Saturday, July 23, 2005

Fork in a toaster

There are a few things I have thought about blogging about but haven't, for fear someone would think I need psychiatric help and say something that would really tick me off. But there comes a time when you just have to type what you think and pray that nobody nitpicks you to death.

A long time ago, when I was in college, a dear friend/roommate asked me if I'd ever thought about sticking a fork in a toaster while it was on, just to see what happened. Now, this friend, if she remembers this at all, probably won't be shocked to learn that I thought she was nuts at the time. I chalked it up to her being depressed and kept a watchful eye on all the forks in the apartment. I never seriously thought she would stick a fork in the toaster, but realized at that point that she had considered things in life that I had never considered...morbid things...and I wanted to keep it that way...her on one side and me on the other. I was ABOVE all that sort of stuff because my life was so perfect...I was such an optimist I didn't NEED to consider things like the fork in the toaster.

Guess what?

I've considered the fork in the toaster and more. It would be SO EASY to run the car off the road into a tree. It would be SO EASY to drop the hair dryer in the bathtub. It would be SO EASY to drink myself into oblivion. It would be SO EASY to stick the fork in the toaster.

Now before everyone starts calling the local police to do a wellness check on me...I don't plan to do any of these things. But I have considered what it would be like. And I can certainly understand how someone who sees themselves as having less to live for might actually DO some of these things.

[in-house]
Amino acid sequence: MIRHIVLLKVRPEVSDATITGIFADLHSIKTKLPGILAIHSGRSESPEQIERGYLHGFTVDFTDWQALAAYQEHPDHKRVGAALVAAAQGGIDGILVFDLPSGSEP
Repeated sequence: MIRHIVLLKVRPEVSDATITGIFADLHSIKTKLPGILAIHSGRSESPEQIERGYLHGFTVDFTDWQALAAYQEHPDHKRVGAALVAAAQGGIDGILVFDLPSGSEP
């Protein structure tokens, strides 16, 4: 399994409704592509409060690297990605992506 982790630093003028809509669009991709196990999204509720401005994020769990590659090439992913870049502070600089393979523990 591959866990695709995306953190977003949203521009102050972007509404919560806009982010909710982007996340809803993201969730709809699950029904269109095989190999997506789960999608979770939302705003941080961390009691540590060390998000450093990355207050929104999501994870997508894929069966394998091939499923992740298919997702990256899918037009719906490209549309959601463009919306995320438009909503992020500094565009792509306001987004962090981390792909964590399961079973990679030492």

So to my college roommate who asked me such a "strange" question all those years ago (who I know reads this blog)...I'm sorry I thought you were nuts. I didn't understand back then.

But I understand now.


Julie said...

Oh, how well do I know those feelings. It was about 6-12 weeks after delivery, typical post-partum I guess, but with a twist. All I could think about, was this morbid curiosity to see just how many syringes it would take to empty my bottle insulin. Just draw it up, not use it. Of course, if I did that, I'd be tempted to just go on ahead with the job. So I never did. But I still think about it.
Hang in there, there's new goals to be reached! Who's with me in October??? C'mon, now! (twisting your arm)... ;-P

Jill said...

Sometimes when your heart hurts more than you knew was possible and you look in the mirror and you LOOK ok, you wonder if it would make it easier if you had a physical wound to match or some kind of tangible pain.

I guess that's when your brain takes you to those places where you concieve of all sorts of wierd and wonderful ways to reach a balance to your pain.

This merry-go-round is just a barrel of laughs ain't it?

Julie said...

I know those feelings now too. I would come up with all kinds of things that would be so easy too. But was always too scared to begin to try any of them. But I must admit, if I had not woken up the next morning, it would have been ok by me. I would really want to kill myself, but sure wouldn't have minded my life ending. It's scary all the new places your mind explores, isn't it?

lauralu said...

i think this is part of the new depth of experience package you get free with a stillbirth.

i have soooooooo been where you are. if you need help, please get it. but probably the fact that you are okay to blog about it is a good sign that you don't really want to do it - or at least you don't want to more than you do want to. telling someone else makes you responsible to someone else, which is good.